And “Berlin – Moscow” was also conceived as a Dolby Atmos piece from the outset. There it was clear that the Dolby Atmos version is the main version that shows how the piece is really meant. And that will certainly accompany me in the future.
I listened to a test car a few days ago where a Dolby Atmos system was installed, and it was totally fascinating. In the car, of course, you have time, you can’t run away, and you’re always sitting in the right position in relation to the speakers – there’s a completely different intensity again.
It would be great if the format could establish itself beyond the home theater in vehicles, because you can listen to music in a completely different way there anyway.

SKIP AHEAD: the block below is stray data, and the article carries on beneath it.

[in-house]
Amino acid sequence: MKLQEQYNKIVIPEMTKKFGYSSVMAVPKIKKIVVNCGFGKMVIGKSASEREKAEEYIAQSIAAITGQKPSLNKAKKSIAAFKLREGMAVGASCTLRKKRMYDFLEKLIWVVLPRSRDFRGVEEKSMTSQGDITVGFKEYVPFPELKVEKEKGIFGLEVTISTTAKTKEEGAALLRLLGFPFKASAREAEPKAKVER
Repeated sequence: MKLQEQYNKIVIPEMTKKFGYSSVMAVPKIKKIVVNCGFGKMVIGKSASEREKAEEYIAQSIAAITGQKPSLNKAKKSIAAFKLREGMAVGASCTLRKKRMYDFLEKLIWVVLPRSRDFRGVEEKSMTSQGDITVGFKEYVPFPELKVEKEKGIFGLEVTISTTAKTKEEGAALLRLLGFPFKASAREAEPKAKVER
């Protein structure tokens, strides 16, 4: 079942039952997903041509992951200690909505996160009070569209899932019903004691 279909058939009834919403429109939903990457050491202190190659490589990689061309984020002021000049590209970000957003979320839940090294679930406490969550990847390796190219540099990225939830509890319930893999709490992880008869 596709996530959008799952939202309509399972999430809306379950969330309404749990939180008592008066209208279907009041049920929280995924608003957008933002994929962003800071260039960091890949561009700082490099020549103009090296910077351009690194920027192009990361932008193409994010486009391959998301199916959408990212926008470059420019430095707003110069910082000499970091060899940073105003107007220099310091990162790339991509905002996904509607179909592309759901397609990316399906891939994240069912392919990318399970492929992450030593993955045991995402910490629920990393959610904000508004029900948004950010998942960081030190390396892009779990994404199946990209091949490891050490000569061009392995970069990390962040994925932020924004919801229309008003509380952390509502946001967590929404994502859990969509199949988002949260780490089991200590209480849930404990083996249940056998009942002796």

We consider Dolby Atmos and immersive music to be something that will be with us for a very long time. Once you hear it, you don’t want to hear it normally.

Yes, I felt the same way. You read that and think, nice, another logo. But once you’ve heard it, if it’s used judiciously and discreetly, it really opens up worlds. It’s equivalent to 3D movies: there are those that are loud and constantly tell you that you’re in a 3D movie, and then there are those that are really well done.

You always have elaborate lighting elements in your shows. How do you think about light in terms of your compositions?

The light is indeed extremely important. Of course, on the very first tours I was still very shy and didn’t really dare to articulate myself and say that I wanted something red there and something white there. Then I always stood nervously next to the lighting console, because I wanted to turn it as well. Even though I still don’t fully understand how this works. But in the meantime my confidence has grown and the light preparation takes as much time as the musical preparation.